Natalia Designs

Hey, I've gotten some great press! Check it out:

Bead & Button Magazine Etching How-To Article
The Glass Bead Artist's Spotlight
Ornament Magazine Artist Statement

About Katherine Natalia Wadsworth

I came to jewelry and lampwork glass beadmaking by an indirect path through the ivory towers of academe. After a number of years in those hallowed halls, I came to wonder more and more often “What the hell am I doing here?” I wanted a major change. I wanted to move from the production of abstractions to the production of real, tangible things; from working with my mind alone to working with my hands and my heart. So, I jumped the rails of the tenure track and happily took the artist's path to fulfillment.

Well, it was a little more complicated, but that's the gist of it. Here are a few more details for anyone who is interested:

I discovered my love of this art form by taking a single step out of my normal routine. As a break from grading papers one semester, and perhaps out of a need to get the taste of art back into my life, I enrolled in a silver casting course at a local community college. Once there, I became more and more absorbed in all aspects of jewelry design and metalwork. Soon all my discretionary income (and academics don’t have much) was directed toward taking more courses and setting up a home studio with all the essential tools. Of course, I soon felt that all tools are essential.

Whenever I could, I took classes with artists near my home in the Northwest. I had wonderful access to some of the very best teachers in the field through the Pratt Fine Art Center in Seattle. There I learned hollow forms in metal from Suzanne Stern, jewelry design and rendering from George McLean, and nearly everything else from Virginia Causey. That region of the country is a Mecca for glass artisans, and I studied lampwork techniques with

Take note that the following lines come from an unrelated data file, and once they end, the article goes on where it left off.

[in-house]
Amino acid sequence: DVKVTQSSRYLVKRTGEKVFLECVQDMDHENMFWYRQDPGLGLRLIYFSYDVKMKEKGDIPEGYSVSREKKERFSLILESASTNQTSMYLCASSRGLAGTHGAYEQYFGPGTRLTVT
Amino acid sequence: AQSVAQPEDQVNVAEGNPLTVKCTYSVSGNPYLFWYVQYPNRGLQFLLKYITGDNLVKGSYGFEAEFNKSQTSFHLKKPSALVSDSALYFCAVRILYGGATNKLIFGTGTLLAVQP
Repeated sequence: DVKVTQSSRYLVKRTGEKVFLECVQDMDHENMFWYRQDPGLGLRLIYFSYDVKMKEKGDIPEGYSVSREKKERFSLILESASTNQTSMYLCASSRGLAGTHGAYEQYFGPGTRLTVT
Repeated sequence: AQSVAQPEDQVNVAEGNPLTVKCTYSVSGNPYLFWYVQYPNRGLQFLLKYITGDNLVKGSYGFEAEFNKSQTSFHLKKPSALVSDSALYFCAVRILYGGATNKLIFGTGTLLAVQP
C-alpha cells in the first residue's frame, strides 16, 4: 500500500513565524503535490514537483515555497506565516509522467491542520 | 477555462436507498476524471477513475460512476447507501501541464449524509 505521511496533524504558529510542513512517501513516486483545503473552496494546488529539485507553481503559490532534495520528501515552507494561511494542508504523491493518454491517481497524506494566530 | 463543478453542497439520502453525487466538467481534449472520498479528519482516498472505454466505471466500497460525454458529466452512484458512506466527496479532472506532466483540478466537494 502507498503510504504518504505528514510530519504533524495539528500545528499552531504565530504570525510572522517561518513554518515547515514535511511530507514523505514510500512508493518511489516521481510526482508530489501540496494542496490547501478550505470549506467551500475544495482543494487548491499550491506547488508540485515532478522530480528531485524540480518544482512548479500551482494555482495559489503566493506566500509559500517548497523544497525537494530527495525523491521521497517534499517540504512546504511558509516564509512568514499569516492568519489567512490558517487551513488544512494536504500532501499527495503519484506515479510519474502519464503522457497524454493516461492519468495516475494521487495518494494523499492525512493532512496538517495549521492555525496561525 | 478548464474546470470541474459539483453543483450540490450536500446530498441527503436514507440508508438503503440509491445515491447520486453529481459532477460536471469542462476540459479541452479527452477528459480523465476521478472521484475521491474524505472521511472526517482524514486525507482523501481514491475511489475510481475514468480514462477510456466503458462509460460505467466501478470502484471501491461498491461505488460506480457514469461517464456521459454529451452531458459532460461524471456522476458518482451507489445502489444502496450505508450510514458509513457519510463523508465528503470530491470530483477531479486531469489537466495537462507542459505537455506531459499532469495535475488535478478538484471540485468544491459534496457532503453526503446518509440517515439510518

wonderful artists there, including Julie Clinton, Will Stokes, Larry Scott, and Jim Smircich. I soon found my imagination swallowed up by molten glass, and was seduced by the humble but powerful allure of the bead form. After years of study, and a steadily growing devotion to the discipline of hand-made craft, I decided to break from my past career and pursue this new course.

And so, with the help of my trusty sidekick, I cast off the golden shackles of economic security and now make my living as a craft artisan. I also keep my intellectual cogs well-oiled by continuing to work as a professional editor in my former field.

These days I live and work deep in the Bayou Country of South Louisiana. I am a recovered academic, and I continue to develop my skills with glass, metal, and more, in my home studio.
For another view, read on here.